UK CLL research working with autophagy to treat CLL. Investigation into how leukaemia cells resist chemotherapy

LLR research news Monday, 3 December, 2012

Dr Andrew Steele received the grant from Leukaemia & Lymphoma Research to investigate how drugs can be used to force CLL cells to self-destruct.

Dr Steele hopes to interfere in a process known as autophagy, which is believed to be used by CLL cells as a survival mechanism to resist damage caused by chemotherapy.

During autophagy the cell breaks down and recycles its damaged or surplus molecules, creating energy. However, autophagy can also promote cell death as well as protecting against it, depending on which signals are activated.

Dr Steele, a Lecturer in Leukaemia & Lymphoma at the University said: “Modifying how much autophagy occurs in the cell has a profound effect on whether the leukaemia cell lives or dies. Drugs exist that are able to switch autophagy from a pro-survival signal into a pro-death signal. We think that these drugs could be used to successfully treat CLL.”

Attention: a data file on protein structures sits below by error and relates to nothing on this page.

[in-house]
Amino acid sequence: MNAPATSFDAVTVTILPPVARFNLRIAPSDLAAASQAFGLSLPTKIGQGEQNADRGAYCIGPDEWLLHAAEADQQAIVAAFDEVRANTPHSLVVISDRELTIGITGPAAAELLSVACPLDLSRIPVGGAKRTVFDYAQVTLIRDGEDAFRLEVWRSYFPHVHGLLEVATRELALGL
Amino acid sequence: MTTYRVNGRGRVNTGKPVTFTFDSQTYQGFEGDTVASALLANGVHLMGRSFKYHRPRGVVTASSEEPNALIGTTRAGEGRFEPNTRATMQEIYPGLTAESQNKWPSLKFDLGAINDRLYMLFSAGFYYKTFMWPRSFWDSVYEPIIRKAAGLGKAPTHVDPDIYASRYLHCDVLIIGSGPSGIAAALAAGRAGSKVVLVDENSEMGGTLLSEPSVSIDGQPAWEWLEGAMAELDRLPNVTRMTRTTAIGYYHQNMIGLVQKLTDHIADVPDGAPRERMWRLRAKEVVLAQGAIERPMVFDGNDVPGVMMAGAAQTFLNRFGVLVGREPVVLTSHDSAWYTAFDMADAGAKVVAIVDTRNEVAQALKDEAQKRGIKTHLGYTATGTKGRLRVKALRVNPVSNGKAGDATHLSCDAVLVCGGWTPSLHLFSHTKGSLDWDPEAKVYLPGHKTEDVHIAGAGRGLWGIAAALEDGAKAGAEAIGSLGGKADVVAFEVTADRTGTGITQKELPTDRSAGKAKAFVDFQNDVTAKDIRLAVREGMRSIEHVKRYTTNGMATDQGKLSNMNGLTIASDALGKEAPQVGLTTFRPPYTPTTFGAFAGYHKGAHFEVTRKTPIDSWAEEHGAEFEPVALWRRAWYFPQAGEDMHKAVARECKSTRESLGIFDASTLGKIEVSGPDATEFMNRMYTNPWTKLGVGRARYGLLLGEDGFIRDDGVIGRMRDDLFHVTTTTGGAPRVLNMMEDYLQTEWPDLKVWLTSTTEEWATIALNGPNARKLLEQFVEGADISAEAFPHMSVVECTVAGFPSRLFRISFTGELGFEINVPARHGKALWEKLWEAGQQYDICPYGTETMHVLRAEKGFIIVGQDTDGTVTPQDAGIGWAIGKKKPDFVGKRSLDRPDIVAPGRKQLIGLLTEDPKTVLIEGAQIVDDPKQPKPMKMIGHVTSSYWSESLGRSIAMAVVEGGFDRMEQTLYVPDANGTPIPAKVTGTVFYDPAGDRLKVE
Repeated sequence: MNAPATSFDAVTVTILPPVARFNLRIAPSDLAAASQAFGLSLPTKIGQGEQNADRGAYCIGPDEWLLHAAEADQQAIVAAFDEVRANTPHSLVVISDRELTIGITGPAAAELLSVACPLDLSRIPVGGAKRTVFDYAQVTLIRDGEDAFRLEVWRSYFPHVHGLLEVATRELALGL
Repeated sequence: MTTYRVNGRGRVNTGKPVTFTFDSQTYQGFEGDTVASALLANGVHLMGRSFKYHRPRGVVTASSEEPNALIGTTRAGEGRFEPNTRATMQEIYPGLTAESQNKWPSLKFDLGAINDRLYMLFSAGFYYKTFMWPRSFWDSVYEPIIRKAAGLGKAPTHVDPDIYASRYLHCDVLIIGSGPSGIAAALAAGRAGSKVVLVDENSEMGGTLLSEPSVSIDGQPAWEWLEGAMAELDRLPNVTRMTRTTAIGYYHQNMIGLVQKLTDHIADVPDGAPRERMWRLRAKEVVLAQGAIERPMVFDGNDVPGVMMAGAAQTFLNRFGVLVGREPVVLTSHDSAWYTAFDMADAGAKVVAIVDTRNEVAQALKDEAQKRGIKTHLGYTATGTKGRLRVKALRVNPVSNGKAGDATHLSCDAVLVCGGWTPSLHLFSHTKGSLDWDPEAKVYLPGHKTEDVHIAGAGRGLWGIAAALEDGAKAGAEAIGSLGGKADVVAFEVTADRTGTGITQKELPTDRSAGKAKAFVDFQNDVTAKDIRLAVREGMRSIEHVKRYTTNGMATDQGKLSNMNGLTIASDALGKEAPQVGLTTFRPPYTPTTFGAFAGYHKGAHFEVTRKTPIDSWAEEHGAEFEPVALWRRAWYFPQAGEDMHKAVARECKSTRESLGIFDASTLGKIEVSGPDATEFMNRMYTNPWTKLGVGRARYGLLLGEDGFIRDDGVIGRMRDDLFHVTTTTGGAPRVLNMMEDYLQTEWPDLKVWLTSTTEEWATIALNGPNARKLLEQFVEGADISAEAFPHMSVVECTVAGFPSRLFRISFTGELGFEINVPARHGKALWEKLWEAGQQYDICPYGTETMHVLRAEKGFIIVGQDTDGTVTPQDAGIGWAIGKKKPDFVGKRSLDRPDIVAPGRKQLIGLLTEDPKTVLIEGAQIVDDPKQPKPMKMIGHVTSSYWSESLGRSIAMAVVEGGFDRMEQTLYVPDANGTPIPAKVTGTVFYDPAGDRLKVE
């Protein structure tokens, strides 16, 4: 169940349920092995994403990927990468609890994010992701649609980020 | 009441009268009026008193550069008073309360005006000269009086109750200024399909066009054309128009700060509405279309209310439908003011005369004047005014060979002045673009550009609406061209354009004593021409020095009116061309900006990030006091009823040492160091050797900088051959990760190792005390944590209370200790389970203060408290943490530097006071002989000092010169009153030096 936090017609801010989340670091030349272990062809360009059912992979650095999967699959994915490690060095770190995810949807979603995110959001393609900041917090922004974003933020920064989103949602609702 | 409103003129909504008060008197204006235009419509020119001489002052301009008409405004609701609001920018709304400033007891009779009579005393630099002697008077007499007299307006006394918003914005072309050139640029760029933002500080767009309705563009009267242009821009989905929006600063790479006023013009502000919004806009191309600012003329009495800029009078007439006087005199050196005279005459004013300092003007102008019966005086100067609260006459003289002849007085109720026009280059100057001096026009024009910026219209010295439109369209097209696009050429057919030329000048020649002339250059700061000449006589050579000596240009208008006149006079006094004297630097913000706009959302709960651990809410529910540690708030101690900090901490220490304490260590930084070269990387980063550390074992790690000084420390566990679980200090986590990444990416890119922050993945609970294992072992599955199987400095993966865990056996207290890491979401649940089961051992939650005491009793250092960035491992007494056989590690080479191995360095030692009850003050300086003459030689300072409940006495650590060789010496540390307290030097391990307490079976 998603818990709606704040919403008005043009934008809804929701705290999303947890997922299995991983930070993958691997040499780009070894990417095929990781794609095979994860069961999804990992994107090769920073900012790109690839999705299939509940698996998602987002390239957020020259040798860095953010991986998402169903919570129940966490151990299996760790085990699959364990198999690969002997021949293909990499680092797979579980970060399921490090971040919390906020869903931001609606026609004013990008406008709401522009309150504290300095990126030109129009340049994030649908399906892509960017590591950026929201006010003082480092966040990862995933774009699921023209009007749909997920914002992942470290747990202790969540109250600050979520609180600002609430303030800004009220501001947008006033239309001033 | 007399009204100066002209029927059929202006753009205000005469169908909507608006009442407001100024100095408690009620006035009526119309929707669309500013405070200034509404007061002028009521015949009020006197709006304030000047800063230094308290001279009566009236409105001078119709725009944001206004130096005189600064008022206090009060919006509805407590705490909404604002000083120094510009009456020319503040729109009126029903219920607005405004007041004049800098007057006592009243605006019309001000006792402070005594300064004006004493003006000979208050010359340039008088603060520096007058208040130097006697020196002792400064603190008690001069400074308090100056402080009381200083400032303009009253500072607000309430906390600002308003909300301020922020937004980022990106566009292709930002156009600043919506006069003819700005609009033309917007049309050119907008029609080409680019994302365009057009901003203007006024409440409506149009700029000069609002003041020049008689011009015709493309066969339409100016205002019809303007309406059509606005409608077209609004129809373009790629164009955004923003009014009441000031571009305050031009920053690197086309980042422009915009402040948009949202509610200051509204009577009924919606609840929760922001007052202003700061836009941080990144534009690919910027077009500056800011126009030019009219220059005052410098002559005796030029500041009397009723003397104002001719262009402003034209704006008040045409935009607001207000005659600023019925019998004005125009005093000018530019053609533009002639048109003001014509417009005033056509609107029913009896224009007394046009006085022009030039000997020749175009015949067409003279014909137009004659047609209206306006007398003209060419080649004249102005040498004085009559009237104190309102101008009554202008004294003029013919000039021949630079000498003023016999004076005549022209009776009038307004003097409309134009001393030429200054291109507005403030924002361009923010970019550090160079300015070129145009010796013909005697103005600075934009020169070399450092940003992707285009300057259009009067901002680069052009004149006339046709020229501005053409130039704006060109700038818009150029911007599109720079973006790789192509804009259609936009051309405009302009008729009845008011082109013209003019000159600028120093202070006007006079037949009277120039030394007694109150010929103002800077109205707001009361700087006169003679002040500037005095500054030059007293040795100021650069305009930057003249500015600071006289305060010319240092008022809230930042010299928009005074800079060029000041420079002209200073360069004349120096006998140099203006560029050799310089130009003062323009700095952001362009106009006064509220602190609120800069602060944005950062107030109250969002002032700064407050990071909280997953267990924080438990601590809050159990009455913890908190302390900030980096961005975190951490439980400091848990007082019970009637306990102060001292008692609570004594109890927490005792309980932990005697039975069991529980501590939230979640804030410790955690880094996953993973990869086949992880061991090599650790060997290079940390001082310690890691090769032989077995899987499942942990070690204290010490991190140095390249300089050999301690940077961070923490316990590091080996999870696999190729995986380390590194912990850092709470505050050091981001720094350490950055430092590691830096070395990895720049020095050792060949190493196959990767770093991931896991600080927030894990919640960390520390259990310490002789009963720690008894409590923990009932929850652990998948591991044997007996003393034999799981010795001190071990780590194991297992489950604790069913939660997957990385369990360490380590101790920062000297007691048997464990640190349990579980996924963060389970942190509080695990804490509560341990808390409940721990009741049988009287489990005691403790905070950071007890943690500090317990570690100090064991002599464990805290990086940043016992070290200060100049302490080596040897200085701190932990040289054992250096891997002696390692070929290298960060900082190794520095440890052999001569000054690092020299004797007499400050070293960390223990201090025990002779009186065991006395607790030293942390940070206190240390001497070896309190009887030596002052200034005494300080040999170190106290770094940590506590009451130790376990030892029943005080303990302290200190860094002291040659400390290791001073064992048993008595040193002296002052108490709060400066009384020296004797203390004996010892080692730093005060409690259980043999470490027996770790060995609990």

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Autophagy: The process of self-digestion by a cell through the action of enzymes originating within the same cell.

Nick

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  • After attending the CLL support meeting at Brentwood, London in September it was clear that the more researchers know the more there is to know. The more knowledge there is about CLL the more likely there is to be a "cure" or treatment that ensure a long term future (20yrs ? I'm 56). Lets hope it brings more light to this disease.

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